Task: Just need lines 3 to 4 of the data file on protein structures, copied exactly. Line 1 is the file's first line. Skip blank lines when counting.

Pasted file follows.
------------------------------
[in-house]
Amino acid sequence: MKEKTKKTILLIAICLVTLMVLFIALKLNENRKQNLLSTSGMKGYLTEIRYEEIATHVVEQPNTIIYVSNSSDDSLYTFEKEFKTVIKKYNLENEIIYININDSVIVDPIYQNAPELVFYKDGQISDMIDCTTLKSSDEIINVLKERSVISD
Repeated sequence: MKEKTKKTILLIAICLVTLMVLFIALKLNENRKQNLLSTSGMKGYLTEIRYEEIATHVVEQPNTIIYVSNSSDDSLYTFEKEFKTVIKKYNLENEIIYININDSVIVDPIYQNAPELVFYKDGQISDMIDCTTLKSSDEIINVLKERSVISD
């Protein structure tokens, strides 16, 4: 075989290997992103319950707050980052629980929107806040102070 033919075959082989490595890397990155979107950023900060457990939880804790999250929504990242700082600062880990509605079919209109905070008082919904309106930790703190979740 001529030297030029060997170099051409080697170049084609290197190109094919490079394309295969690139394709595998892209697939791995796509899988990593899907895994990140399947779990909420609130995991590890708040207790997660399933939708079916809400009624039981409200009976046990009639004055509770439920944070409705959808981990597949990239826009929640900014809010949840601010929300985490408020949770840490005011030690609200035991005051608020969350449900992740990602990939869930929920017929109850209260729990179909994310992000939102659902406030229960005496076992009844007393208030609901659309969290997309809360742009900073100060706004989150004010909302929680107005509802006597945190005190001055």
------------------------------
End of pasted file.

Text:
Repeated sequence: MKEKTKKTILLIAICLVTLMVLFIALKLNENRKQNLLSTSGMKGYLTEIRYEEIATHVVEQPNTIIYVSNSSDDSLYTFEKEFKTVIKKYNLENEIIYININDSVIVDPIYQNAPELVFYKDGQISDMIDCTTLKSSDEIINVLKERSVISD
């Protein structure tokens, strides 16, 4: 075989290997992103319950707050980052629980929107806040102070 033919075959082989490595890397990155979107950023900060457990939880804790999250929504990242700082600062880990509605079919209109905070008082919904309106930790703190979740 001529030297030029060997170099051409080697170049084609290197190109094919490079394309295969690139394709595998892209697939791995796509899988990593899907895994990140399947779990909420609130995991590890708040207790997660399933939708079916809400009624039981409200009976046990009639004055509770439920944070409705959808981990597949990239826009929640900014809010949840601010929300985490408020949770840490005011030690609200035991005051608020969350449900992740990602990939869930929920017929109850209260729990179909994310992000939102659902406030229960005496076992009844007393208030609901659309969290997309809360742009900073100060706004989150004010909302929680107005509802006597945190005190001055």